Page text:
Sprouts taco dinner

I was in the mood for something quick after fighting 108º F weather and commuter traffic today in the blast furnace summertime of Dallas, so I went for something that looks great, tastes great, and is sure to boost my spirits to face another day just like this one tomorrow.

I harvested my lentil sprouts this morning, so they had been in the fridge all day, just chillin’.  Summertime is a great time for good-tasting tomatoes, when the taste hasn’t been compromised by refrigeration, and I can never turn away from a just-ripe avocado!

sprout tacosThere it was, simple, tasty, and inspiring with its color and fresh taste!

I had some organic corn tortillas that were very low in sodium and no oils, and I had some spicy tomato sauce left over from last week that was just enough to mix in with my sprouts.  I pulled three tortillas out of the storage bag, heated them for 20 seconds, covered with a paper plate, in the microwave oven.

To get my quota of cruciferous veggies for the day, I steamed some brussels sprouts and diced butternut squash I had prepared for steaming over the weekend.  This couldn’t have been any easier!  Faster than waiting in a drive-thru line at a greasy hamburger joint where I used to spend my money.

The result was a full stomach, nutritious perfection, and I was done with it all by 7 p.m.  Time to kick up my feet and watch some baseball!


Rich Tomato and Tofu Salad Dressing

This one is flavor-filled, slightly tangy, and has a beautiful color!

Rich Tomato and Tofu Salad DressingTurmeric and black pepper

With this dressing I bring back one of my favorite spices, turmeric, paired with black pepper to maximize the anti-inflammatory benefits of this deliciously pungent spice (see links below for more info on the nutritional value of turmeric and black pepper.).  Turmeric is also responsible for the orangey color!  Warning: If you’re a nail model, be careful using this spice without wearing gloves.  It could be a career-ender!  Also, be careful not to stain your countertop, your hands, and whatever else matters.  I guess it would be fine to let it touch carrots, huh?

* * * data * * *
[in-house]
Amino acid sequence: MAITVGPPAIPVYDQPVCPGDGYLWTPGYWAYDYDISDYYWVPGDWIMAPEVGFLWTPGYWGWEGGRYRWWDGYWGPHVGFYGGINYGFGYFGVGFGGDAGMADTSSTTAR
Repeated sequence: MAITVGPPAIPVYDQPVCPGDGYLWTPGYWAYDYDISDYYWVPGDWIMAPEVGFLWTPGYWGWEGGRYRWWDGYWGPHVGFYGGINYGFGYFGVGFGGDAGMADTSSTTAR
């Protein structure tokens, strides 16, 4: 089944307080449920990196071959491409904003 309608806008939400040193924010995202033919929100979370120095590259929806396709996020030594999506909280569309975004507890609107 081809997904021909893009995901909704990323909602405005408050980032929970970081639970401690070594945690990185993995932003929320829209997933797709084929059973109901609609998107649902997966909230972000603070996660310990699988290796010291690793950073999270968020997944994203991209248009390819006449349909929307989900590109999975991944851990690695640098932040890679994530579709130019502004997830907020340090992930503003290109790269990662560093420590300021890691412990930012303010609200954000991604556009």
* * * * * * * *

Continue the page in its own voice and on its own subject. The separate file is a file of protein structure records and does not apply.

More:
Another tofu dressing

As the story goes, if you’ve read my other posts about salad dressings, I am on the Eat To Live nutritional program, and I am especially interested in the anti-inflammatory benefits of the plan due to my psoriasis and the psoriatic arthritis that had started to show its monstrous head a year or so after getting off-plan two years ago!  No doubt the plan helped me with this condition, and I should have known better than to leave it in the first place, especially since the food is all homemade and tastes so good.

Dr. Fuhrman’s mantra (Eat To Live) is “the salad is the main course!”  And, truthfully, without great salad dressings, many people are apt to give up on receiving the great health benefits available to them through Eat To Live, because the plan does not allow added oils or salts to the diet.  Further, ETL’ers have to search for salad dressings that do not have sodium or oils.  It’s so much easier, and far tastier, to make them at home.

Silken tofu is the perfect medium for creating creamy dressings similar in appearance and flavor to the ones I used to eat when I didn’t have a care in the world about my health.  In a blender, the tofu combines easily with other ingredients, and it can be kept for at least a week in the refrigerator in a tightly sealed jar, without losing any of its flavor.  (See my other tofu salad dressing recipes here.)